From the House - Week of August 3 to 10, 2012 - Did you know???
It may be quiet in Ottawa, but our crack New Democrat researchers have been hard at work. While they are uncovering some information about key government programs, they have also put together some interesting facts about the outcome of the last federal election and the current parliament.
Many critics believe that the introduction of televised House proceedings in 1977 had a negative impact on the conduct of Members during Question Period. In the 40th Parliament (Oct 2008 – March 2011), the conduct of Members (New Democrats included of course) reached an all-time low during Question Period as heckling and other disruptive behaviour became so bad that the Speaker routinely had to cut the last few questions off the list in order to conclude QP in the allotted 45-minutes.
When New Democrats became the Official Opposition in May 2011 we made a serious commitment to restoring decorum in the House. While some elements of the House continue the bad habits of old, the professionalism of most MPs in QP has improved dramatically in this parliament. In fact, since the beginning of the 41st parliament, the Speaker has virtually never had to cut questions from his QP list to finish in the allotted time.
The dramatic results of the 2011 general election that established the current parliament broke some long standing records. It obviously changed our party by thrusting us into the role of Official Opposition for the first time, but it also changed the face of the House of Commons, making it more representative of Canada’s population than ever before.
Following the 2011 federal election, the number of women Members of Parliament reached an all-time high. The 41st Parliament includes the largest percentage of women in Canadian history and exactly 24.6% of MPs in the House are women. New Democrats also broke the previous high-water marks for the most women elected by one party in a single election (40) and the most female candidates (124). We still have a way to go, but progress was certainly made on this front in 2011.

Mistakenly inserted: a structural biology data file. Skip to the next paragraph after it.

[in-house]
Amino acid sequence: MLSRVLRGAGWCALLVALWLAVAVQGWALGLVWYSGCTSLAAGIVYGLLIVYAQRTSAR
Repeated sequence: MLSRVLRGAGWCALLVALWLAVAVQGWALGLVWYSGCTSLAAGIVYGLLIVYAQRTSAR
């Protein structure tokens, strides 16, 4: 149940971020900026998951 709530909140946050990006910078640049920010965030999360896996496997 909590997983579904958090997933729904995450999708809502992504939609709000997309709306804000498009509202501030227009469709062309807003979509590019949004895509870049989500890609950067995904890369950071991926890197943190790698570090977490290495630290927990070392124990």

The 41st Parliament also benefits from the enthusiasm and energy of youthful MPs and records were broken in this area as well. New Democrat Pierre-Luc Dusseault, elected in the riding of Sherbrooke at age 19, is the youngest MP ever elected to the House of Commons. He has shown that age is no barrier to success with his confident Chairing of the Ethics committee. There was also a record number of MPs who were aged 30 and under on Election Day (5.8%). Young people across Canada seem to be awakening to the fact that this country and the future is theirs.
Another major first for New Democrats came early on in this Parliament. Because we now have a number of MPs serving as committee chairs, New Democrats have been called to answer questions in Question Period for the first time in our history. Jean Crowder (Nanaimo Cowichen) had the honour of being the first New Democrat to rise in response to a question on November 2, 2011 about the Standing Committee on Access to Information, Privacy and Ethics, which she chaired at the time. Two other NDP MPs have since answered questions in the House of Commons: David Christopherson (Hamilton Centre) rose on May 29, 2012 and Pierre-Luc Dusseault (Sherbrooke) rose on June 21, 2012.
The current Conservative government has also set a record, but one of a different sort. The Conservative Cabinet, elected largely on a commitment to “Change Ottawa,” has 39 members which equals the record for the largest Cabinet in Canadian history. Since 1867, the average Cabinet has had just 23 members. I’m not sure if the Harper Conservatives are proud of that record, but I know my New Democrat colleagues are proud of ours.